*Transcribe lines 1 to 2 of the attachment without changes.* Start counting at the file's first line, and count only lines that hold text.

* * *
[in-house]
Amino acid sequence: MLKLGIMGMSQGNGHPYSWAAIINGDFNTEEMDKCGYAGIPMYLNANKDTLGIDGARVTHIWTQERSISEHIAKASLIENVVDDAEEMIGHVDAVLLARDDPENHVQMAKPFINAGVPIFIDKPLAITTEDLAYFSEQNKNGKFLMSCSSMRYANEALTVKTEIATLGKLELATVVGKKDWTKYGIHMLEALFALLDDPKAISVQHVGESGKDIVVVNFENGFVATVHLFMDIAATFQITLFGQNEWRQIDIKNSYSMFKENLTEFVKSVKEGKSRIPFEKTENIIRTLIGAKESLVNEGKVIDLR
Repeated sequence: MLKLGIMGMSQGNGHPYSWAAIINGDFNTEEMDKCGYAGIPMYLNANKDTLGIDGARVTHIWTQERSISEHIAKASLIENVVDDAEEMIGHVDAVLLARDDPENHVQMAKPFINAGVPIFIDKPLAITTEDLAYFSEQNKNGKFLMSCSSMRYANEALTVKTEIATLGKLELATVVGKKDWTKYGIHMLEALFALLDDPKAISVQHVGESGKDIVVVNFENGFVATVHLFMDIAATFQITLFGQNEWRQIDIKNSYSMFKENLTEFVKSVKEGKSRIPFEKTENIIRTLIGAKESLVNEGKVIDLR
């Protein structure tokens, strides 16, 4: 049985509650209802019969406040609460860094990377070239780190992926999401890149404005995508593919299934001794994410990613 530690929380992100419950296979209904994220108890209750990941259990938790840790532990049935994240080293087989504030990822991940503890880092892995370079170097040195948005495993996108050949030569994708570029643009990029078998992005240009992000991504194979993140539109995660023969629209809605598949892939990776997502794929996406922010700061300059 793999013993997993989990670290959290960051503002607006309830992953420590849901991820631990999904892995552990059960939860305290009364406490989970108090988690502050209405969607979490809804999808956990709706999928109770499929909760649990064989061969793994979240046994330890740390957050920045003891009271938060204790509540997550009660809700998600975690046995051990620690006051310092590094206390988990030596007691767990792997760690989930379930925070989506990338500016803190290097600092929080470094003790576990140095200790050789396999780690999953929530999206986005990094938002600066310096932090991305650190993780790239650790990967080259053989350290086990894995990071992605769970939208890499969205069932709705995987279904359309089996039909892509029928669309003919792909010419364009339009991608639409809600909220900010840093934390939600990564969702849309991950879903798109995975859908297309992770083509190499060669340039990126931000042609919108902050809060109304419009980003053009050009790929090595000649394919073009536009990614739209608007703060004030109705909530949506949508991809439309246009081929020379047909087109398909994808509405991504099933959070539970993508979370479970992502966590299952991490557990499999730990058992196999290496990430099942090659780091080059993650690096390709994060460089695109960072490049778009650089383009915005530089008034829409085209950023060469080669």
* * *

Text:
[in-house]
Amino acid sequence: MLKLGIMGMSQGNGHPYSWAAIINGDFNTEEMDKCGYAGIPMYLNANKDTLGIDGARVTHIWTQERSISEHIAKASLIENVVDDAEEMIGHVDAVLLARDDPENHVQMAKPFINAGVPIFIDKPLAITTEDLAYFSEQNKNGKFLMSCSSMRYANEALTVKTEIATLGKLELATVVGKKDWTKYGIHMLEALFALLDDPKAISVQHVGESGKDIVVVNFENGFVATVHLFMDIAATFQITLFGQNEWRQIDIKNSYSMFKENLTEFVKSVKEGKSRIPFEKTENIIRTLIGAKESLVNEGKVIDLR